Because the Coal Creek project was a first-of-a-kind venture, what lessons can be learned for those who wish to replicate the technology? Kennedy suggested two that deal with fuel handling. The first is crusher location. “Crushers,” he said, “need to be as close to the dryer inlets as possible to minimize localized agglomeration at hoppers along the material transport system.” The second is fuel size, he said: “Wet fines need to be minimized to prevent accumulation and bed elutriation (the separation of lighter and heavier particles),” and “Oversize chunks need to be minimized to prevent bed stagnation zones.”

Kennedy added that Great River Energy expects even greater gains in the future from its lignite-drying operations: lower NOx emissions as the furnace is retuned based on the new performance experience and “substantially reduced routine pulverizer, boiler, and air quality control system maintenance costs.”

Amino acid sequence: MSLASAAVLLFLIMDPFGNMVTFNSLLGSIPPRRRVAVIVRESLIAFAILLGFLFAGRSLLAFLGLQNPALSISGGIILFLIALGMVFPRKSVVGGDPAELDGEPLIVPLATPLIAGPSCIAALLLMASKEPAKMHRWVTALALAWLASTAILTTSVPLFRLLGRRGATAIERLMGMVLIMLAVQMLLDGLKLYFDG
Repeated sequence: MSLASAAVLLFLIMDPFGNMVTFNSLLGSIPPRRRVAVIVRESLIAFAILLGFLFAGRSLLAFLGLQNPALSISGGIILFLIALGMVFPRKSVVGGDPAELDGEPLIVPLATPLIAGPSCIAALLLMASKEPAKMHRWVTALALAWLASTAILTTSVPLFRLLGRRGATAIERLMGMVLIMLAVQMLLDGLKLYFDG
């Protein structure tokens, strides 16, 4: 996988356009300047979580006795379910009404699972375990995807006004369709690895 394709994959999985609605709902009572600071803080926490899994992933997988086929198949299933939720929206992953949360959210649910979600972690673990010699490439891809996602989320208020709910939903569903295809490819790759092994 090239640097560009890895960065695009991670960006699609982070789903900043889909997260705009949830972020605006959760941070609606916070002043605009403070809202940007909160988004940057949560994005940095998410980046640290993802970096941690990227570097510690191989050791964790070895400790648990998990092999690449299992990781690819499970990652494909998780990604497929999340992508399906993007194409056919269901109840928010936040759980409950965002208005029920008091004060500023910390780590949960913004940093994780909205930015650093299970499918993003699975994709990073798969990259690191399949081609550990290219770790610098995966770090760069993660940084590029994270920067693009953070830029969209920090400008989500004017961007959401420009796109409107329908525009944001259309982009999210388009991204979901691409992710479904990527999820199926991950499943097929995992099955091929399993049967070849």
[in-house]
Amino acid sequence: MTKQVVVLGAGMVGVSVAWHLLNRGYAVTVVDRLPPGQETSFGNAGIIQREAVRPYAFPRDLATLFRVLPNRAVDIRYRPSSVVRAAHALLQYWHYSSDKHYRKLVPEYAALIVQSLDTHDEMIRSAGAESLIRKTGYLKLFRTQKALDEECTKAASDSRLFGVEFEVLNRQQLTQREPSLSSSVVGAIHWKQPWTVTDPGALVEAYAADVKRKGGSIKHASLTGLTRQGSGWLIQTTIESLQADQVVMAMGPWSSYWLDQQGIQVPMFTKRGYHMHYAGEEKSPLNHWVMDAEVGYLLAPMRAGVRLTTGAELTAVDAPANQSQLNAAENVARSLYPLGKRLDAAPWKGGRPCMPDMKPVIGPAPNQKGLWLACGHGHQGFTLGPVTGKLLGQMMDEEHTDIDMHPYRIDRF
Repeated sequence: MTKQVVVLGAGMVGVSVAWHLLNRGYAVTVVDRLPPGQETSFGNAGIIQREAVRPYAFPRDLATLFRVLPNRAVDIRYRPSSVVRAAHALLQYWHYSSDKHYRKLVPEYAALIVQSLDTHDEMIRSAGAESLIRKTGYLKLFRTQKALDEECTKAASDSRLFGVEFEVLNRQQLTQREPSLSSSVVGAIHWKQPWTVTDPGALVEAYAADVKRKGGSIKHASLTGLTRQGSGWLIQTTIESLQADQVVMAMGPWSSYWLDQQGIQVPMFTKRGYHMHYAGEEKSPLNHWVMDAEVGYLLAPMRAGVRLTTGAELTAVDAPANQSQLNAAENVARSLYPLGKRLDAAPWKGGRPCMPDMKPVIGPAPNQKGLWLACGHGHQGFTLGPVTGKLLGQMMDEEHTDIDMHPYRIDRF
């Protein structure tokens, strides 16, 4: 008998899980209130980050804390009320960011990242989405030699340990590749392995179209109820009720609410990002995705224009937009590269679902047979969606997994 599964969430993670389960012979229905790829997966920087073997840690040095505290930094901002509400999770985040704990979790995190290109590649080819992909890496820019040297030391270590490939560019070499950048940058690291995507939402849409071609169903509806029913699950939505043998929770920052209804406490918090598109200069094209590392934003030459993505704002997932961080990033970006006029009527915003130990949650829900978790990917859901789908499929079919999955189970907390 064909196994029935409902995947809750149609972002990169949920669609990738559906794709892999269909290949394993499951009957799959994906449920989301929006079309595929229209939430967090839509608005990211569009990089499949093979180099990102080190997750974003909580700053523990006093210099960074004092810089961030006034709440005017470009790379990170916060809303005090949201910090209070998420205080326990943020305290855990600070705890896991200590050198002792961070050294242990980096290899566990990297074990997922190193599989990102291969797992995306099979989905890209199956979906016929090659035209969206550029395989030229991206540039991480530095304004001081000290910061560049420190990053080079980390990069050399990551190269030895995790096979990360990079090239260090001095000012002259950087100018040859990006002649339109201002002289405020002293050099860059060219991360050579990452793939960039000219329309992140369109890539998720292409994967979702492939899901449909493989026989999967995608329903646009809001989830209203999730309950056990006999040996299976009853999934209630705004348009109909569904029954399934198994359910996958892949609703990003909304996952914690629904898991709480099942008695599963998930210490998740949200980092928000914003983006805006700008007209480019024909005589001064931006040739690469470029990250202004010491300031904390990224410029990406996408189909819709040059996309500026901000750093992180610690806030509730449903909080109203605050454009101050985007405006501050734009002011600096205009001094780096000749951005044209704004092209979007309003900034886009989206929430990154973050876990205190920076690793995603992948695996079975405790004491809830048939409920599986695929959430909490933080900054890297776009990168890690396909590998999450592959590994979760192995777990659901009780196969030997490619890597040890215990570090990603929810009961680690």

In summary, said Kennedy, the Coal Creek project produces “coal drying as needed”; it avoids the need for protracted fuel storage and the concomitant risks of spontaneous combustion. The moisture reduction means lower fuel throughput, net heat rate improvement, reduced flue gas volume, and reduced service requirements. On top of those benefits, the project lowers air emissions for criteria pollutants and CO2 as a result of increased efficiency.

Materials-Handling Challenges

One of the major drivers of improved air quality from coal-fired plants in the past 20 years has been the installation of wet flue gas desulfurization equipment. But wet scrubbers have created unique and daunting materials-handling issues, as described by Richard McCartney of engineering and construction firm Roberts & Schaefer Co.

“All of the wet scrubber addition projects require limestone to be delivered to the power plants and the gypsum by-products disposed of,” McCartney said (Figures 1 and 2). “This requires that two separate material-handling facilities be added to the power plant. The limestone facility includes delivery, unloading, stockout, storage, reclaim, and silo fill systems. The gypsum facility includes stockout, storage, reclaim, loading, and disposal systems.”